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Amrit Singh Deo
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Amrit currently advises a portfolio of global private equity clients, financial services players & select global companies seeking growth in India. An Economics graduate from Delhi University, Amrit is an alumnus of ESADE Business School, Barcelona, Spain. Financial Communications advisor;... More
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  • Institutional Money & ESG Disclosure In India

    Over 650 global institutional Investors have signed the Priciples of Responsible Investing (PRI) about factoring in ESG (Environmental, Social, Governance) disclosure when making portfolio investment decisions. Simply put - if you want our money, be good (& show us how). Something like Santa.

    The kicker being, this Santa has always symbolized Capitalism. And he wants you to be Good. If you've only been a student of classical economics & considered profit-maximization as the holy grail, its time to enrol back into school. The incredulous reception to the centre mandating CSR spending & reporting is similarly, understandable. Not to speak of the Indian metals & mining companies - crying themselves hoarse with an 'its all mine' argument like a petulant child.

    Its time to acknowledge the broader trend. Corporates are being asked to pitch in as social citizens. And pitching in pennies/ paisas isn't enough.

    To be fair, there are plenty of role models in India - the Tatas, Birlas, Godrejs - have made significant contributions towards social institutions. The required mandate has just widened. Its not longer patronage, but a responsibility. For corporates, big or small.

    This means the CFO has to expand the definition of Financial and Investor Communication, to include ESG spending & its governance. This is a management mind shift as well as an organizational change - strategic in nature. ESG spending needs to be considered compliance & brought into the ambit of 'Risk Management' (the absence of ESG being the risk here). It's a long journey for Indian companies - we have industries/sectors which have thrived under the radar, without much scrutiny on their environmental or social impact. As cross-border M&As pick up, and international companies bring with them a more heightened awareness of their social & environmental responsibilities into India - it could re-position many Indian players who are ill prepared to adapt.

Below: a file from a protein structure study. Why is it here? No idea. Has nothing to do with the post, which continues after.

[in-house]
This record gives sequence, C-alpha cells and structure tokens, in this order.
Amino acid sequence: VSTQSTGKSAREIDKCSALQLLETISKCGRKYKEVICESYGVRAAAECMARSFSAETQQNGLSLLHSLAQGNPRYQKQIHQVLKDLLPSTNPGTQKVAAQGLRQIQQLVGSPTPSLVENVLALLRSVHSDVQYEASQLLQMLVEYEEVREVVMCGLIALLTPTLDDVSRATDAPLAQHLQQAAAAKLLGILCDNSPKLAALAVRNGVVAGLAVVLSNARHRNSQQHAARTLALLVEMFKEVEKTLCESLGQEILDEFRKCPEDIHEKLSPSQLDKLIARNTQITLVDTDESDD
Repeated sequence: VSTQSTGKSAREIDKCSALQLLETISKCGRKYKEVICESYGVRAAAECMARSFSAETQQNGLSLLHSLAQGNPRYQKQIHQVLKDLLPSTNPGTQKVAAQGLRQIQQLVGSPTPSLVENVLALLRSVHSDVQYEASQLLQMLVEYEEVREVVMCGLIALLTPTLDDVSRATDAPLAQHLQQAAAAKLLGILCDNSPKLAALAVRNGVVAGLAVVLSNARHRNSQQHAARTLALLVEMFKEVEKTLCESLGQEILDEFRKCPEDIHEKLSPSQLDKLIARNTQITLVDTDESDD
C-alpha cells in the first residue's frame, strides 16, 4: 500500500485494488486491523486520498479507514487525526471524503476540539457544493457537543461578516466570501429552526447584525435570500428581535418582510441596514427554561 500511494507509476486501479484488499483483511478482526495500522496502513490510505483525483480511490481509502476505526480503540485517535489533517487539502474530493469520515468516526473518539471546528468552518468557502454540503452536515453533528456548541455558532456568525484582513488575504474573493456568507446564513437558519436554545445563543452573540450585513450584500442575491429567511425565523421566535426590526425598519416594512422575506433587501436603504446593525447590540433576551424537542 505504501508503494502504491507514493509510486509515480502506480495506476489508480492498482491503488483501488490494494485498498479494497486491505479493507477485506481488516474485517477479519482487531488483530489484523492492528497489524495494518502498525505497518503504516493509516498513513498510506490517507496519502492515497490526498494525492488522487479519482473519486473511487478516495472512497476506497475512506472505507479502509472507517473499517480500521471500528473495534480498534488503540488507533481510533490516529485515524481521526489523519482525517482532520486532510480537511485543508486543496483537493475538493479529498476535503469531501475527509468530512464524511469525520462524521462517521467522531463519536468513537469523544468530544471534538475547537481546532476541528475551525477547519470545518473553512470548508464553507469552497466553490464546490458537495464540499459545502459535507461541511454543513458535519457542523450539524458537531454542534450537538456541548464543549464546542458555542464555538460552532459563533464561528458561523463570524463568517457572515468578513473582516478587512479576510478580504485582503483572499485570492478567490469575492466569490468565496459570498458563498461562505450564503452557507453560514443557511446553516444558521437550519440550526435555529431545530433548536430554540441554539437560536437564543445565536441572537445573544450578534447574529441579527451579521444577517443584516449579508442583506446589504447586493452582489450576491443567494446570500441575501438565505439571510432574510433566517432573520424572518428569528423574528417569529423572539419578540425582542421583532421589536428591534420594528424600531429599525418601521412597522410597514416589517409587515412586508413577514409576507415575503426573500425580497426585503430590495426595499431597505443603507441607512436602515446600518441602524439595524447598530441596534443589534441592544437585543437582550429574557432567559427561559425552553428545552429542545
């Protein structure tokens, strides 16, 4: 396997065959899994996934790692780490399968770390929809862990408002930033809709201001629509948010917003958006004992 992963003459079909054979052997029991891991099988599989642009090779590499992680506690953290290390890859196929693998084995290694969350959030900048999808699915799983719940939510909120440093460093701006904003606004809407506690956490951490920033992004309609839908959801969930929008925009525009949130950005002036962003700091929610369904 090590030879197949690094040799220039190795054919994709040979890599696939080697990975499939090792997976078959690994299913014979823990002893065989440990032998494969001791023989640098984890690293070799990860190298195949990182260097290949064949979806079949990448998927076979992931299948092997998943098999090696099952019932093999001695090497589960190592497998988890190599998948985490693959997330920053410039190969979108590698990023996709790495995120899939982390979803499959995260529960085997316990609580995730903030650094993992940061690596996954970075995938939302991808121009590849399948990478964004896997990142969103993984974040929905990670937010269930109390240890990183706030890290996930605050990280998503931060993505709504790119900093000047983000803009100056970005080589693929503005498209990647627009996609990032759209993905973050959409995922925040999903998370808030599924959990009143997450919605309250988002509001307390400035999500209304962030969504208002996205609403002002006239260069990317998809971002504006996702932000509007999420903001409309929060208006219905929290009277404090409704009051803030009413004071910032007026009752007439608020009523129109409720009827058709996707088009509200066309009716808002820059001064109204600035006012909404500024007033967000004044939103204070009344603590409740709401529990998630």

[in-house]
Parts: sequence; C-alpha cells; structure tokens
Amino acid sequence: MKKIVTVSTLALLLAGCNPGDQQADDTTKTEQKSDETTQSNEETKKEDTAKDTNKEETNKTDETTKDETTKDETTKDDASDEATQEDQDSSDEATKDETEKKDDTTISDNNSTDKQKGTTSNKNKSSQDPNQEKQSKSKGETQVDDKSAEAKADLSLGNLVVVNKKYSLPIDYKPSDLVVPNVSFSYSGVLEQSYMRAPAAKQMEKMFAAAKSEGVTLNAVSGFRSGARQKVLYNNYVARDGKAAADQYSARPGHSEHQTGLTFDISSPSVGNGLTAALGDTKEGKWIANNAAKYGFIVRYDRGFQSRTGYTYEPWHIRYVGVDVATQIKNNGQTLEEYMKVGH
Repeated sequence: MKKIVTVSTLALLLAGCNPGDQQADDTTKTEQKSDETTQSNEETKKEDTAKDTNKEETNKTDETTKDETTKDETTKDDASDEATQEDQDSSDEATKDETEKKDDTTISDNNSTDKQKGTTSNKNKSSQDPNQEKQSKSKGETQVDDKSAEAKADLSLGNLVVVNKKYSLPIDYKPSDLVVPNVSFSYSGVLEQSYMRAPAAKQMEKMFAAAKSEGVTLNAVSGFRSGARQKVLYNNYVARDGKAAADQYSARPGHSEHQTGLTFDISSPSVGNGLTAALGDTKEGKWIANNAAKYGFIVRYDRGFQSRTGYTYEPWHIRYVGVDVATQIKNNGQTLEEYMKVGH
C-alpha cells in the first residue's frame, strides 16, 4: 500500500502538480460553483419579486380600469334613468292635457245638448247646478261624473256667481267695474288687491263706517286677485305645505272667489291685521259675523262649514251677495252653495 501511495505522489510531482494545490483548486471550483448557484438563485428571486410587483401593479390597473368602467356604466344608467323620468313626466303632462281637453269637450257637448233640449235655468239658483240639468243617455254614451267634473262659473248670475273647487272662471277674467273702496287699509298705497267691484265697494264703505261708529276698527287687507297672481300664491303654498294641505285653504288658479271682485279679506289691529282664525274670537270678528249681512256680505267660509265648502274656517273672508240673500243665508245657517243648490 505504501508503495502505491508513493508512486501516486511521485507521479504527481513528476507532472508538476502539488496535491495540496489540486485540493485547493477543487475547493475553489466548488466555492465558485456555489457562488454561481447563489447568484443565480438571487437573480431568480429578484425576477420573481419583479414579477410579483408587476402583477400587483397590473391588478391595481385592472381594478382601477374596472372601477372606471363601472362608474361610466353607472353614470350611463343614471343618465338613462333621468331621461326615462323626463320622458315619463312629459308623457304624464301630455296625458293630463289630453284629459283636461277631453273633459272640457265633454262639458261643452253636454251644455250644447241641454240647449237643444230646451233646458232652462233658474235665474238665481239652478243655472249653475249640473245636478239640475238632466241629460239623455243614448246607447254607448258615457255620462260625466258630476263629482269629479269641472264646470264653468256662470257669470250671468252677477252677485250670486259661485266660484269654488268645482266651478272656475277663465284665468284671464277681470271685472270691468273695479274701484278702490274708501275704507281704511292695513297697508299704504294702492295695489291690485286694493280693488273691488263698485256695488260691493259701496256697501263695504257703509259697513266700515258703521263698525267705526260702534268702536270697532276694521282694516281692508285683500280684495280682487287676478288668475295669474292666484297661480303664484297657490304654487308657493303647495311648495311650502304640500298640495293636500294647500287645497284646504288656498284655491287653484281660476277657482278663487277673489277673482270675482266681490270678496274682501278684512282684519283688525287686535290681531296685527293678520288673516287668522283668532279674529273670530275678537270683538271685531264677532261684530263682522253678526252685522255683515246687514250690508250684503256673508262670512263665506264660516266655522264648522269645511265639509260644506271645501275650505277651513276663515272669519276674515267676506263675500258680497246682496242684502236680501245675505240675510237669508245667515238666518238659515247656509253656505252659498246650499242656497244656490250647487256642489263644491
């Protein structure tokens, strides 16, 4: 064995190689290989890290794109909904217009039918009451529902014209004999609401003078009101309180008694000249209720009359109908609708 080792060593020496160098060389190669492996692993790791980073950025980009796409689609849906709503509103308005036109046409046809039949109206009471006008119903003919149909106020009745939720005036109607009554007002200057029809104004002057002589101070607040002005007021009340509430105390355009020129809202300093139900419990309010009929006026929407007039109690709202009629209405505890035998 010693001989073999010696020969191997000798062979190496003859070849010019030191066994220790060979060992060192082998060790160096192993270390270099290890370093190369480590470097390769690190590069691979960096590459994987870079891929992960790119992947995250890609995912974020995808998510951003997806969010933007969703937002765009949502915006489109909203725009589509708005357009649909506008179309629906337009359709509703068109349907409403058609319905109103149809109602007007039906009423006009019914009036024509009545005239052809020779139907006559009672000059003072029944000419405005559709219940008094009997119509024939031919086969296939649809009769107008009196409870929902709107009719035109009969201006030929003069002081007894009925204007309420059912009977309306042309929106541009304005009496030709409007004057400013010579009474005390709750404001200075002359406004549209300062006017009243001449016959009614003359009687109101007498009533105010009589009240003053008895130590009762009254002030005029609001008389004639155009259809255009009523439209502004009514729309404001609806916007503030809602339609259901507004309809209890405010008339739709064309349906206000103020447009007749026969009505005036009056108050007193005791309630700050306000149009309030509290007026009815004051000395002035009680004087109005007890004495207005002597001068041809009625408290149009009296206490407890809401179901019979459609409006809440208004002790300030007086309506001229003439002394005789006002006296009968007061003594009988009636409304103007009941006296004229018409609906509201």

Progressive Indian companies, who embrace this earlier, will be better placed to attract talent, supporters, customers & investments. Resistance is futile.

    Jan 26 3:34 AM | Link | Comment!
  • India‚Äôs Listed Companies & Disclosure

    India’s BSE has the most number of listed entities in the world (8500 - more than the Top3 market capitalized exchanges, NYSE, Tokyo Stock Exchange & London Stock Exchange, put together), in an under US$ 1 trillion capitalized equity market – that’s a lot of mid and small cap-Indian companies. In fact, mostly micro-caps when seen in dollar terms.

    Why would a small company in India rush to raise public money? Asked another way – we may ask what keeps micro/small companies from accessing the public equity markets in other markets? Cost of adequate disclosures & compliance seems to be single most significant factor. Continuing with the same thread, Indian managements of small companies are finding it simpler to raise public money, at a fraction of the associated costs in other markets. The pertinent question – is this a sign of efficiency or inefficiency?

    We take pride as an entrepreneurial people, creating value and building profitable businesses in hyper-competitive markets. This is the necessity that has spawned innovations like the Nano, the Akaash tablet & the lowest telecom tariff structure. Must this creative & exploratory streak continue into the capital markets & management of public money by management – this too is a pertinent question.

    To quote a distinguished management practitioner, what got us here is not going to take us ‘there’. Judging by the actions of the markets regulator, this is a more widely shared sentiment. For Indian managements, this is worth a pause. To ponder on the future. We are not going to grow by fighting over scraps. Cutting corners. If Indian companies are serious about seeing the Recession as a growth opportunity, to grow in international markets, raise their stature & command the respect of international institutional money – we have ‘open up’ and be a lot more communicative – raise disclosure standards, governance practices & engage more with investors. The traditional view has been to disclose only as much as mandated by regulation. This is a woefully inadequate view when global investors, international joint venture partners & even key talent are considering a long-term partnership with the company.

    Yes, there is an additional cost to greater disclosure & compliance. It’s a leadership requirement if Indian managements want to think beyond India. Ask $INFY.

    Jan 09 3:42 AM | Link | Comment!
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